To my mind, using a static method in this case is preferable, as you here have to manipulate objects you didn't create, in a quite "basic" fashion.

Is it possible to deal with both primitive data types and generic objects easily? Since I want to be able to handle any generic object that implements Comparable (or likewise), this then causes problems with primitives (as they don't implement anything ;) ).

Have you heard about autoboxing ? It's a feature of Java 5 which makes primary types "equivalents" of objects. That's to say int are automatically converted into Integer, which, as you know, implement Comparable.

What is the best way to handle generic input - what should I check for before I try to sort them (implementing Comparable, for example)?

Notice that, due to my method declaration (the ), checking that input data implements Comparable is not done by you, but by the Jav compiler, allowing your IDE to show you mistakes.

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it's probably not a good idea to sort "Iterable" into "Iterable". List would be better –  unbeli Jul 20 '10 at 10:01
    
Thank you for the link to Collections Riduidel - it has been very helpful. If you can, could you please explain how exactly your prefered way - public static <DataType extends Comparable> Iterable<DataType> insertionSort(Iterable<DataType> data); - works? That is, what does <DataType extends Comparable> Iterable<DataType> mean? XD. Unbeli, which one do you mean it would be better to use List for? –  Stephen Jul 20 '10 at 11:23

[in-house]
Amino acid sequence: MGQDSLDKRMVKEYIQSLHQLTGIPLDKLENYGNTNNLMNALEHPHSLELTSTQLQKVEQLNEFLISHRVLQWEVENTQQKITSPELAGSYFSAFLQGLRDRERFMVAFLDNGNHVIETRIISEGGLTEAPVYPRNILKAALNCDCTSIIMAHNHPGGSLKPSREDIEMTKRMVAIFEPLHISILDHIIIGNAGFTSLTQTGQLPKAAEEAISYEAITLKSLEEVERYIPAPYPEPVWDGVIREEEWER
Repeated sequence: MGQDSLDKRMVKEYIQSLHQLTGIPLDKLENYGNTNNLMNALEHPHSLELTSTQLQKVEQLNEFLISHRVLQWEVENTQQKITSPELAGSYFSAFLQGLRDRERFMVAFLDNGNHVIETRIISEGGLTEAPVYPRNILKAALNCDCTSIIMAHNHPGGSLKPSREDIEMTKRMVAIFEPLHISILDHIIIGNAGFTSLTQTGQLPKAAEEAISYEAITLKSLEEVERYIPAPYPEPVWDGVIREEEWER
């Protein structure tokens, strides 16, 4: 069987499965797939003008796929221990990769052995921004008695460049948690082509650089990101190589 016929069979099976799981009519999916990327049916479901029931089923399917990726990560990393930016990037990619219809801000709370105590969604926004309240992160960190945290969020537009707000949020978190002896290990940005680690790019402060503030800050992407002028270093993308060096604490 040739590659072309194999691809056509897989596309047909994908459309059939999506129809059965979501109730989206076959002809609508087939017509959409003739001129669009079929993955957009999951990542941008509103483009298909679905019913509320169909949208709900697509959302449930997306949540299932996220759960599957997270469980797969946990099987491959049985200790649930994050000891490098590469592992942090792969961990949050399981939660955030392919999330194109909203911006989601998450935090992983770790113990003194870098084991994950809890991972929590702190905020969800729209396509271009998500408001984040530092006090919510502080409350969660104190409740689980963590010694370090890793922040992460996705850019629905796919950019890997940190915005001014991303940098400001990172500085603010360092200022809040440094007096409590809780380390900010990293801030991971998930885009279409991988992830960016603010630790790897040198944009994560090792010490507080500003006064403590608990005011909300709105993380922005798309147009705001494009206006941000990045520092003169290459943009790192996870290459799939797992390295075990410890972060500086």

I'm guessing it means "define DataType as a type extending Comparable, and then use it in two places". So instead of public static Iterable<DataType extends Comparable> insertionSort(Iterable<DataType extends Comparable> data);, which would be ambiguous. –  Eric Jul 20 '10 at 11:30

I think you answered your own question? If you want to expose a static method instead of making the user create and object and call an instance method, then just do that. Sorting.insertionSort() looks fine to me.

Internally that can dispatch to whatever you like. Inside, if you want to implement this with classes and polymorphism and whatnot, go ahead. It does seem like a bit overkill though. I am not sure inheritance and polymorphism help a lot here.

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I'm not sure if this is what you are struggling with ... but it is next to impossible to implement an algorithm that works both for reference types and (real) primitive types. The reason is the Java type system does not have a notional universal type that has the primitive types and Object as subtypes.

The normal workaround for this is to wrap the primitive types using their corresponding wrapper classes; e.g. Integer for int, Boolean for bool and so on. This allows you to implement (for example) a sorting algorithms that for for any Collection<T> or any <T>[].

This approach has performance / memory usage issues when applied to large arrays of (say) integers. Either you wear the performance hit, or you implement the algorithm and its supporting classes separately for each primitive type.

(I said next to impossible, because it is possible to abstract the comparison of a pair of array elements and swapping of a pair of array elements in a way that doesn't expose the actual element type in the interface; e.g.

public interface ArraySortAdapter {
  public abstract int compareElements(Object array, int pos1, int pos2);